Rock ‘n roll high school – yeah, yeah, yeah

Rocker Bruce Springsteen once sang, with apparent sincerity, that he “learned more from a three minute record than I ever learned in school.”

But, hey, should a kid really have to choose one or the other?

I read an interesting piece on today about Little Steven Van Zandt, a Sopranos star and radio host, in which Little Steven said he plans to bring a rock ‘n roll curriculum to
America’s schools starting in the fall.

You gotta love it.

Little Steven wants children to learn the history of rock ‘n roll and to get hooked on the music that made him a star as the guitar player for the E Street Band. He said that bands are a great way for young people to learn to cooperate with one another and to get along whatever their racial or religious differences.

Personally, I think the man is onto something.

When the Iron Curtain fell in 1989, one of the first things we heard from the newly freed Eastern Europeans is that rock ‘n roll gave them hope. They heard the Beatles and they understood what it meant to be free – a feeling that inspired them to brave the tanks and troops of an Evil Empire and demand their liberty.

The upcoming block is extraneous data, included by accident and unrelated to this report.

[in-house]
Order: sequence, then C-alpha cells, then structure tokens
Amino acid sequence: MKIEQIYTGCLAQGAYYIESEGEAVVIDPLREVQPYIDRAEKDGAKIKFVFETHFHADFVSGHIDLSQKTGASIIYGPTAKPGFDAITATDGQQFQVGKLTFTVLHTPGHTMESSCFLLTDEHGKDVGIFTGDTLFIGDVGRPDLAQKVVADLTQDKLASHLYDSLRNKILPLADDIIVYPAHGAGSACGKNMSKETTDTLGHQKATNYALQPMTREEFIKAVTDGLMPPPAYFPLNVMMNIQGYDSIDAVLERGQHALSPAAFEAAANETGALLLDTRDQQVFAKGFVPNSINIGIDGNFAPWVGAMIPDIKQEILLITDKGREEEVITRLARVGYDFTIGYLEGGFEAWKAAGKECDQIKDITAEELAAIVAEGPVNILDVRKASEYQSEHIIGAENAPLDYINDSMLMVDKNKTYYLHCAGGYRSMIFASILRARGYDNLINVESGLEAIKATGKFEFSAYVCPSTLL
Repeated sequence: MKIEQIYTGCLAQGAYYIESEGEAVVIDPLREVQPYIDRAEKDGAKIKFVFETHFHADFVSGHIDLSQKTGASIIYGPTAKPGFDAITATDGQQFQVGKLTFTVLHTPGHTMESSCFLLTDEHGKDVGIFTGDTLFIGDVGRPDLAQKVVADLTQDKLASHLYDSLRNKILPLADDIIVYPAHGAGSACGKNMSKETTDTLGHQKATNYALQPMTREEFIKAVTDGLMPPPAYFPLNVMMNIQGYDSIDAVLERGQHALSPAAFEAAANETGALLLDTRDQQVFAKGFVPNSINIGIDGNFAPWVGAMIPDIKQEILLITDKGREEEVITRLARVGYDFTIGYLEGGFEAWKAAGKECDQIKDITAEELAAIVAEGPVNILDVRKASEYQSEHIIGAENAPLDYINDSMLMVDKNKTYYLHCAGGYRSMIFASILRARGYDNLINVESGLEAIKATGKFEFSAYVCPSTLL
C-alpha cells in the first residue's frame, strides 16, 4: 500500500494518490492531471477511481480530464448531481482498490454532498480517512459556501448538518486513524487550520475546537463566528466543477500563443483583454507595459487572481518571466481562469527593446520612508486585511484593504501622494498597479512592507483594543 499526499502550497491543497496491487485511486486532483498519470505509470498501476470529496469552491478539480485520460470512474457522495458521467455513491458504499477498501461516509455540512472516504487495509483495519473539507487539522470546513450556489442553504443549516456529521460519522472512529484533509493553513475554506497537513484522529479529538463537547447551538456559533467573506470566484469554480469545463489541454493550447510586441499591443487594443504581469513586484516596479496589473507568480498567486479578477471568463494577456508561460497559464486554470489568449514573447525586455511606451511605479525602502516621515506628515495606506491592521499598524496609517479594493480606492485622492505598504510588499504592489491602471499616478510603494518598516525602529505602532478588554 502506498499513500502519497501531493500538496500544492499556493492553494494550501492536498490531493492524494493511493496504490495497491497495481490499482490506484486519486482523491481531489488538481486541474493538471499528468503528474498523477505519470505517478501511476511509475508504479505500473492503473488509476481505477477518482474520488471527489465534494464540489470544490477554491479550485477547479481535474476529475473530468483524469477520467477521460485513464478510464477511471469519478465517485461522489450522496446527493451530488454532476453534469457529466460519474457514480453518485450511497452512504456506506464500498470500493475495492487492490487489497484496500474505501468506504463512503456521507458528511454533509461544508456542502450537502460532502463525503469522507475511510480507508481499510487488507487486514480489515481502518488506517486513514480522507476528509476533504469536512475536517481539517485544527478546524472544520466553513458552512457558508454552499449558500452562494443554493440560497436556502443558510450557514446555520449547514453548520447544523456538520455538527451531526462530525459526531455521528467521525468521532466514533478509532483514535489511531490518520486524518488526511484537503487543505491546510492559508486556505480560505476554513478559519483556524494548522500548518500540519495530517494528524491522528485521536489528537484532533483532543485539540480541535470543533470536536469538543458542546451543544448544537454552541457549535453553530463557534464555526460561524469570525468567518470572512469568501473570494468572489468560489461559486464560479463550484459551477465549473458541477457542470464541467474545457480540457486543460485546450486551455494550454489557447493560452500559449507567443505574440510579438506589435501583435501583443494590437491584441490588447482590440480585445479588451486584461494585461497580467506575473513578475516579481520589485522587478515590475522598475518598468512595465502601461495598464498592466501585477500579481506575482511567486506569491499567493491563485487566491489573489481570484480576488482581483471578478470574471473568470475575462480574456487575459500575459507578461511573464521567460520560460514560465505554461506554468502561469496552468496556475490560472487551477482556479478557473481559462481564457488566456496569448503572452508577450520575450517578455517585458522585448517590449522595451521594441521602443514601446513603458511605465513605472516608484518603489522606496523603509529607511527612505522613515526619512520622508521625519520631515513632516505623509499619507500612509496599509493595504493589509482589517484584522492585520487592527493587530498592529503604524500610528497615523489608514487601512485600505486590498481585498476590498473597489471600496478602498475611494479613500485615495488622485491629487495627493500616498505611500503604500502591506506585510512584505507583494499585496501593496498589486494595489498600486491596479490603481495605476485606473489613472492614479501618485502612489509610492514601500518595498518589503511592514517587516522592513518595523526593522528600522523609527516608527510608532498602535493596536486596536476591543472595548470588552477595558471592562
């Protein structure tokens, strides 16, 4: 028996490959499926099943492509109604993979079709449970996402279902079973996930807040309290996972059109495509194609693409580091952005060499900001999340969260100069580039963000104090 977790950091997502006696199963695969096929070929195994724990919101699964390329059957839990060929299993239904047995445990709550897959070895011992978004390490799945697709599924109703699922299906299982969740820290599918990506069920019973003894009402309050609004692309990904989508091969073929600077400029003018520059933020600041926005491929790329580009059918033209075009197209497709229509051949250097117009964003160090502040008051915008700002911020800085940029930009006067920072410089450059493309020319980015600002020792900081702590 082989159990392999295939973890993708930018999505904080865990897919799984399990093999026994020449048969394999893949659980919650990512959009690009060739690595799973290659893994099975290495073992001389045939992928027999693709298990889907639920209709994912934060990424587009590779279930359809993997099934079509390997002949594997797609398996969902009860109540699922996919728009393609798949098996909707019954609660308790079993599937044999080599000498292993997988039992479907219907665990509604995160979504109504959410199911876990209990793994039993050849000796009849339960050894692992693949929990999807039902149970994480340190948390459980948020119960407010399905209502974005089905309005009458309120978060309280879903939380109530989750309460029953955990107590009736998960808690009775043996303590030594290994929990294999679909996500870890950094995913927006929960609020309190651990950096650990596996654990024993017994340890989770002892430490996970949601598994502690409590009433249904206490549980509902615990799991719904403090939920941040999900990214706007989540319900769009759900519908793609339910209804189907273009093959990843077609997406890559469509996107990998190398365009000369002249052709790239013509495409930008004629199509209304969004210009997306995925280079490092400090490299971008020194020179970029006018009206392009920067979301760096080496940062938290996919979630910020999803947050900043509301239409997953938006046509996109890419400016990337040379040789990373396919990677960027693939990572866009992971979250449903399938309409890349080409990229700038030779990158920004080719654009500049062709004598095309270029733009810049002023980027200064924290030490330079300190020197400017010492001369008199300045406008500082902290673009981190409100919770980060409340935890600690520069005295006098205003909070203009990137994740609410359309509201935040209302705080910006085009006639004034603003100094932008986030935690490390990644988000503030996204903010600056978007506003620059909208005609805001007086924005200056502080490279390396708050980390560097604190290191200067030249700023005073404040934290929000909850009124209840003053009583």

In this awful age of fanaticism and war, teaching children to stand up, stand up, stand up for their rights is just the ticket.

It’s no coincidence that rock ‘n roll, the music of freedom, is centered in the United States and
England, the historic standard bearers of liberty for one and all.

So, hell, yes, Little Steven, let’s put Mick Jagger and The Charms and Bruce Springsteen on the Connecticut Mastery Tests. Let’s teach the kids something they’ll want to know.

Let’s make it so that someday, students will hear Alice Cooper bellowing “School’s out for the summer” and they’ll feel… regret.


1 Comment

Filed under Entertainment, News, Schools

One response to “Rock ‘n roll high school – yeah, yeah, yeah

  1. Margee Bailey

    I teach and learn with my awesome 7th and 8th graders at Reynolds Middle School in Fairview, Oregon. I’ve put together a unit on music in the U.S. starting with W. Africa and the griots and field hollers, to slave hollers and slave poets, up through the Blues and Jazz, and Rock and Roll and Hip Hop. My students are surprised and fascinated with the familiar rhythms and recurring themes. Including units like this is what brings joy to teaching and learning and is SO important for my students. We are a Title I school, but my district opted out to avoid the sanctions of NCLB because, while the students are learning and progressing, they are not quite up to NCLB standards. Finding and demanding space for relevance is what is going to inspire students and keep them involved with school. Music and dance are an integral part of their lives – what we ask them to work with and learn from in school should at its heart incorporate the arts. Wowsers!!! I am excited to see this curriculum!!!

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